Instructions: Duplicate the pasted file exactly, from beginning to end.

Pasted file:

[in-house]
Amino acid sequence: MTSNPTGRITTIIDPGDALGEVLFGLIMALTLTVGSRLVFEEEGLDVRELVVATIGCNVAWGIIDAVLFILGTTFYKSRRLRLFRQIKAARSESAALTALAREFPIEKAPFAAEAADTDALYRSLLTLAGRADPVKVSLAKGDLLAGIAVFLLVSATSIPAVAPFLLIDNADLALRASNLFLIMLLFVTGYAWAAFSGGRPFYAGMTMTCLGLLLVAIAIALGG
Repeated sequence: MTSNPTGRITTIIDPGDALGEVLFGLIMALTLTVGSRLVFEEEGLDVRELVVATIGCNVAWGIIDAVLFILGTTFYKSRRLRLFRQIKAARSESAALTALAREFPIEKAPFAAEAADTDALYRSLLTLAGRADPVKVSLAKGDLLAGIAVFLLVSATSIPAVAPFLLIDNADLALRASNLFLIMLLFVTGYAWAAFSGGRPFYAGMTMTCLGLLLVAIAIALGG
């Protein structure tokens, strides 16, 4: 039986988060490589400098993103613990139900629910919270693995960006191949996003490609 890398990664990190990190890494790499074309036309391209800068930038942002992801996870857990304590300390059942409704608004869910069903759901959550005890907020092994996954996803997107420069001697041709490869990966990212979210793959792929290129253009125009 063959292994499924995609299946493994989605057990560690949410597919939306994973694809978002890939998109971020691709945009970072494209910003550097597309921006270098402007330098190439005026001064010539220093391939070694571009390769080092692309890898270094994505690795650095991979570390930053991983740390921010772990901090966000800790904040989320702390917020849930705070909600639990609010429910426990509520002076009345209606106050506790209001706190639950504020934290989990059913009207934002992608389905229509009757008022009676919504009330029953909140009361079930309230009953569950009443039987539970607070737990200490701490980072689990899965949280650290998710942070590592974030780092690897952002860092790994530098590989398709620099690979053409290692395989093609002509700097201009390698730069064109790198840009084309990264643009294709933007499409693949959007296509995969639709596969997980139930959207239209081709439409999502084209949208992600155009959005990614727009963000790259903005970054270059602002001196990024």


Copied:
[in-house]
Amino acid sequence: MTSNPTGRITTIIDPGDALGEVLFGLIMALTLTVGSRLVFEEEGLDVRELVVATIGCNVAWGIIDAVLFILGTTFYKSRRLRLFRQIKAARSESAALTALAREFPIEKAPFAAEAADTDALYRSLLTLAGRADPVKVSLAKGDLLAGIAVFLLVSATSIPAVAPFLLIDNADLALRASNLFLIMLLFVTGYAWAAFSGGRPFYAGMTMTCLGLLLVAIAIALGG
Repeated sequence: MTSNPTGRITTIIDPGDALGEVLFGLIMALTLTVGSRLVFEEEGLDVRELVVATIGCNVAWGIIDAVLFILGTTFYKSRRLRLFRQIKAARSESAALTALAREFPIEKAPFAAEAADTDALYRSLLTLAGRADPVKVSLAKGDLLAGIAVFLLVSATSIPAVAPFLLIDNADLALRASNLFLIMLLFVTGYAWAAFSGGRPFYAGMTMTCLGLLLVAIAIALGG
């Protein structure tokens, strides 16, 4: 039986988060490589400098993103613990139900629910919270693995960006191949996003490609 890398990664990190990190890494790499074309036309391209800068930038942002992801996870857990304590300390059942409704608004869910069903759901959550005890907020092994996954996803997107420069001697041709490869990966990212979210793959792929290129253009125009 063959292994499924995609299946493994989605057990560690949410597919939306994973694809978002890939998109971020691709945009970072494209910003550097597309921006270098402007330098190439005026001064010539220093391939070694571009390769080092692309890898270094994505690795650095991979570390930053991983740390921010772990901090966000800790904040989320702390917020849930705070909600639990609010429910426990509520002076009345209606106050506790209001706190639950504020934290989990059913009207934002992608389905229509009757008022009676919504009330029953909140009361079930309230009953569950009443039987539970607070737990200490701490980072689990899965949280650290998710942070590592974030780092690897952002860092790994530098590989398709620099690979053409290692395989093609002509700097201009390698730069064109790198840009084309990264643009294709933007499409693949959007296509995969639709596969997980139930959207239209081709439409999502084209949208992600155009959005990614727009963000790259903005970054270059602002001196990024």